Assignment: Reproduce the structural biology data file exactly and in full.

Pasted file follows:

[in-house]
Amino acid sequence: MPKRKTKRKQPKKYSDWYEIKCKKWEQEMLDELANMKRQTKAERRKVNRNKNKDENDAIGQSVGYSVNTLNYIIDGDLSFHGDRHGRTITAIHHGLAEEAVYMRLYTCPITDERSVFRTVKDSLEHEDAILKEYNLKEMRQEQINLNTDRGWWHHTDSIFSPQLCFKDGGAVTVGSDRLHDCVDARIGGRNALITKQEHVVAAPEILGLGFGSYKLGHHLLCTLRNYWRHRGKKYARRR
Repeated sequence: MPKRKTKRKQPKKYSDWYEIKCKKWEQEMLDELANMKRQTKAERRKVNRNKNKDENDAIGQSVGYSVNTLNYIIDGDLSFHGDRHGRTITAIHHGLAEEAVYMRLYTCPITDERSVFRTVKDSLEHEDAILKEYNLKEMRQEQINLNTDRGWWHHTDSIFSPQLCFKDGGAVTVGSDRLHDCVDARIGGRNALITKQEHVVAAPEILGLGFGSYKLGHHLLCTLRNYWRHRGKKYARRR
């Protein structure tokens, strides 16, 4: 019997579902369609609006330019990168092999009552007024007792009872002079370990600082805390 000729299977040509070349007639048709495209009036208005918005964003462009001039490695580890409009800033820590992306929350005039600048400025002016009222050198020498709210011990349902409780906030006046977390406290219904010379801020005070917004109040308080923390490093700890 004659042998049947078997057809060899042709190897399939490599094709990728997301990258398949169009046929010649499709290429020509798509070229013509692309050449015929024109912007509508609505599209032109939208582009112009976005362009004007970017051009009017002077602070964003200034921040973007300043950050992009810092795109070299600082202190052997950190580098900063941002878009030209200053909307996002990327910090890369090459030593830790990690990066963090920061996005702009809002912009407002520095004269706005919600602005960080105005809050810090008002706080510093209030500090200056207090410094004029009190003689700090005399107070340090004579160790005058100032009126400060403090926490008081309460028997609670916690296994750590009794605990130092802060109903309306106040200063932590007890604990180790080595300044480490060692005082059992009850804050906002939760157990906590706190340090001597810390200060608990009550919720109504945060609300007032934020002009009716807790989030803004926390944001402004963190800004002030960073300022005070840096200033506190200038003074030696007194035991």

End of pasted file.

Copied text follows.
[in-house]
Amino acid sequence: MPKRKTKRKQPKKYSDWYEIKCKKWEQEMLDELANMKRQTKAERRKVNRNKNKDENDAIGQSVGYSVNTLNYIIDGDLSFHGDRHGRTITAIHHGLAEEAVYMRLYTCPITDERSVFRTVKDSLEHEDAILKEYNLKEMRQEQINLNTDRGWWHHTDSIFSPQLCFKDGGAVTVGSDRLHDCVDARIGGRNALITKQEHVVAAPEILGLGFGSYKLGHHLLCTLRNYWRHRGKKYARRR
Repeated sequence: MPKRKTKRKQPKKYSDWYEIKCKKWEQEMLDELANMKRQTKAERRKVNRNKNKDENDAIGQSVGYSVNTLNYIIDGDLSFHGDRHGRTITAIHHGLAEEAVYMRLYTCPITDERSVFRTVKDSLEHEDAILKEYNLKEMRQEQINLNTDRGWWHHTDSIFSPQLCFKDGGAVTVGSDRLHDCVDARIGGRNALITKQEHVVAAPEILGLGFGSYKLGHHLLCTLRNYWRHRGKKYARRR
């Protein structure tokens, strides 16, 4: 019997579902369609609006330019990168092999009552007024007792009872002079370990600082805390 000729299977040509070349007639048709495209009036208005918005964003462009001039490695580890409009800033820590992306929350005039600048400025002016009222050198020498709210011990349902409780906030006046977390406290219904010379801020005070917004109040308080923390490093700890 004659042998049947078997057809060899042709190897399939490599094709990728997301990258398949169009046929010649499709290429020509798509070229013509692309050449015929024109912007509508609505599209032109939208582009112009976005362009004007970017051009009017002077602070964003200034921040973007300043950050992009810092795109070299600082202190052997950190580098900063941002878009030209200053909307996002990327910090890369090459030593830790990690990066963090920061996005702009809002912009407002520095004269706005919600602005960080105005809050810090008002706080510093209030500090200056207090410094004029009190003689700090005399107070340090004579160790005058100032009126400060403090926490008081309460028997609670916690296994750590009794605990130092802060109903309306106040200063932590007890604990180790080595300044480490060692005082059992009850804050906002939760157990906590706190340090001597810390200060608990009550919720109504945060609300007032934020002009009716807790989030803004926390944001402004963190800004002030960073300022005070840096200033506190200038003074030696007194035991």